A High Line in Pittsburgh? Officials bet big on elevated park in Steel City

Move over, New York. Earlier this month, developers McKnight Realty Partners held a ceremonial groundbreaking for the Highline, Pittsburgh’s newest mega-conversion. Developer McKnight Realty teamed up with local firm Indovina Associates Architects to redevelop the Pittsburgh Terminal Warehouse and Transfer Company (map) on the city’s deindustrialized South Shore. The $110 million complex will bring 600,000 square feet of office and retail to the area. The building—they are one, but appear to be two—is connected by a five-hundred-foot-long elevated roadway that will be converted into a park-like space with lighting and seating. The walkway will be extended to the abutting Monongahela River and face north towards the city’s Downtown. Similar in name and form to Manhattan’s High Line, which brought a disused freight railway line back to life as a public park and spurred a development boom on Manhattan’s Far West Side, Pittsburgh's Highline project seeks to revitalize a significant site within the city's post-industrial landscape. Indovina’s design incorporates vegetative and hardscaping features, such as raised planters and textured concrete pavers. Below the Highline, and along the facility’s loading docks, there will be a lower park dubbed the Yards which will serve as an extension to Pittsburgh’s preexisting river trail system. Restoration is key to the project. Notably, all of the complex’s damaged windows will be replaced with historically accurate units and both the cast-iron detailing and brick curtain walls will be entirely restored. Completed in 1906, The Terminal Building was designed by prominent Pittsburgh architect Charles Bickel. Like the former warehouses adjacent to Manhattan’s High Line, the facility was designed to integrate freight and warehousing logistics in an urban setting. The conversion of The Terminal Building joins Pittsburgh’s ongoing restoration and construction trend that has brought similar warehouses back to life, such as the city’s Produce Terminal and the Allegheny Riverfront Green Boulevard. The Pittsburgh Tribune reported the project will receive approximately $17.5 million in federal and state financial incentives, and construction should be complete by 2019.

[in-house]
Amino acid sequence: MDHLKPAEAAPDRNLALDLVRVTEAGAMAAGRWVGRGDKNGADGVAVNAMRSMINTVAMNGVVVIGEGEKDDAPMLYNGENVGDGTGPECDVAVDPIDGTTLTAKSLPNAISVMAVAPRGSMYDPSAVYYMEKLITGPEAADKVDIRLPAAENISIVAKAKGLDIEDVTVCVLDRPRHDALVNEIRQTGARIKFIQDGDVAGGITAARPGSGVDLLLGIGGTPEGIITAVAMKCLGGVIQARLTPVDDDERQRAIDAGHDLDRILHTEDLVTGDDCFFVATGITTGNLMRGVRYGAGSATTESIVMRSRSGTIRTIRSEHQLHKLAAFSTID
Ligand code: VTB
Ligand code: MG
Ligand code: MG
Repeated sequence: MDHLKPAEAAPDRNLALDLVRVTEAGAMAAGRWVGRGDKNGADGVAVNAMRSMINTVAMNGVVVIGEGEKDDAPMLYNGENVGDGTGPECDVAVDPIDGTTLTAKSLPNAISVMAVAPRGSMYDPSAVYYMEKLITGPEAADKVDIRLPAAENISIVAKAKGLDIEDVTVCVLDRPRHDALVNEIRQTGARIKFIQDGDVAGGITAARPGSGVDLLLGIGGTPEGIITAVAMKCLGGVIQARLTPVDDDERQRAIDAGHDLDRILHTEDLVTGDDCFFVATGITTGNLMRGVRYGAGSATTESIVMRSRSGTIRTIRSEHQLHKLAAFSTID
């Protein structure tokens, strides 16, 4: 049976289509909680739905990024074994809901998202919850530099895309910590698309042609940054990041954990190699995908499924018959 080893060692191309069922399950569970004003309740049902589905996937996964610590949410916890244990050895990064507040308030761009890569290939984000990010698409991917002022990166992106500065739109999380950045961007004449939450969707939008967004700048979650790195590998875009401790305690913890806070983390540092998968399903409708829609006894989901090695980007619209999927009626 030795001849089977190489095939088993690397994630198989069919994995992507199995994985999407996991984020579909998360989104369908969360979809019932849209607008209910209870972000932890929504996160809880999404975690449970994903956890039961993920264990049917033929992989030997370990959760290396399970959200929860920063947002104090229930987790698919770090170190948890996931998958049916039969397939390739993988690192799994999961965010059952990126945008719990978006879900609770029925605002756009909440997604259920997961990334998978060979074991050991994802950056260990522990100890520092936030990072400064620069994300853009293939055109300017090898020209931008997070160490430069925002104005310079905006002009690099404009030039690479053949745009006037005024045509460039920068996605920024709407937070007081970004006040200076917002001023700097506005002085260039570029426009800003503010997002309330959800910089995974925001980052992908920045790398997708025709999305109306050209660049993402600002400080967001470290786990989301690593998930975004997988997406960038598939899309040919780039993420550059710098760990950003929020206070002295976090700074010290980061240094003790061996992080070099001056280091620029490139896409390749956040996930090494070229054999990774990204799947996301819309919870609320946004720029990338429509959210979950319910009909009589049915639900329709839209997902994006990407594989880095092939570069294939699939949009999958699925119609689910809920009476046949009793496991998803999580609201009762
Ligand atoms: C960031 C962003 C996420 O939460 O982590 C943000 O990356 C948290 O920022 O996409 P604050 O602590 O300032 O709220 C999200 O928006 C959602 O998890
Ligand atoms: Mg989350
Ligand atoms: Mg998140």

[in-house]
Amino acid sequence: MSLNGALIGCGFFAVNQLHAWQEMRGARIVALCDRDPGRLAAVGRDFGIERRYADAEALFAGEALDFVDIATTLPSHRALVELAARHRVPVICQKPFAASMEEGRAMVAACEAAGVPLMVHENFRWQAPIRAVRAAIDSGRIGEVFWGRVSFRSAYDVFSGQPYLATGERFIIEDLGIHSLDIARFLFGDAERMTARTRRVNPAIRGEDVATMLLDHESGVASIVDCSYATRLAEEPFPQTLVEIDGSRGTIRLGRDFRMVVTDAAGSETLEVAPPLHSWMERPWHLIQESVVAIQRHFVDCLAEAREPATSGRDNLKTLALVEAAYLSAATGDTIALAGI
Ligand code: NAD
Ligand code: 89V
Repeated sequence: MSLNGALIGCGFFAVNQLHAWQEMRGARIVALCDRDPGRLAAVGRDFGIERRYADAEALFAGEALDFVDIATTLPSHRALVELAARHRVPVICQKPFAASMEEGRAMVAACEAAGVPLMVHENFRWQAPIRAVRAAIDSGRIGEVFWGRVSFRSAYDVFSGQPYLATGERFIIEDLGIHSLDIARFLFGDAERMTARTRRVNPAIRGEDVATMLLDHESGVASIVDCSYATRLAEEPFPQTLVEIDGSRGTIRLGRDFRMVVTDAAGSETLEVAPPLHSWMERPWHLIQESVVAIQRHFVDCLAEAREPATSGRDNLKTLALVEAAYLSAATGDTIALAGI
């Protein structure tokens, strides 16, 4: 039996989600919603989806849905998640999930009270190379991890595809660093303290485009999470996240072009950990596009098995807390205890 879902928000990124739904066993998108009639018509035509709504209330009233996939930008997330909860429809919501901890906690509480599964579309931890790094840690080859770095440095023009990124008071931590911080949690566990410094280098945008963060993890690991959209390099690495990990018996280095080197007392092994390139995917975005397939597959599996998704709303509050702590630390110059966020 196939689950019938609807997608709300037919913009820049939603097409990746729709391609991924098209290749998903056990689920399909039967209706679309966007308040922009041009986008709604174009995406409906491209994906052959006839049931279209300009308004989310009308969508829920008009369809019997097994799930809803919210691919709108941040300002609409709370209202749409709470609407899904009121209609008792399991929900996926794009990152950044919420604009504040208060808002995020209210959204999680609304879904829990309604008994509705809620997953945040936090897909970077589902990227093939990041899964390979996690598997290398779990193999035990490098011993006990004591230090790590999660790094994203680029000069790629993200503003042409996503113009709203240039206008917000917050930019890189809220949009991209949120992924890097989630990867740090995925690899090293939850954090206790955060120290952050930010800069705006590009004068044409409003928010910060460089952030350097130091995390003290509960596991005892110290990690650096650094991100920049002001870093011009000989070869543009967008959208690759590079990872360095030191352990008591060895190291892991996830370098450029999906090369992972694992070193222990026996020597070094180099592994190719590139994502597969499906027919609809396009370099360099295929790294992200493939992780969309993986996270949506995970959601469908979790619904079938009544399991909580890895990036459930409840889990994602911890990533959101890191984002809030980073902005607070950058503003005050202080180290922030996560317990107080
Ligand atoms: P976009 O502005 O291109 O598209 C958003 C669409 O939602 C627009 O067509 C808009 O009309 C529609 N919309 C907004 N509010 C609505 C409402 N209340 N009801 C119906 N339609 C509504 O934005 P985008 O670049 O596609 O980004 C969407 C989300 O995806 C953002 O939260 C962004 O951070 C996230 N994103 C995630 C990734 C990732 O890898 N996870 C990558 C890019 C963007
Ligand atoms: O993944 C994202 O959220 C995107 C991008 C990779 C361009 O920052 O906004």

Ian Ritchie advocates for subtlety and organic geometries in glass architecture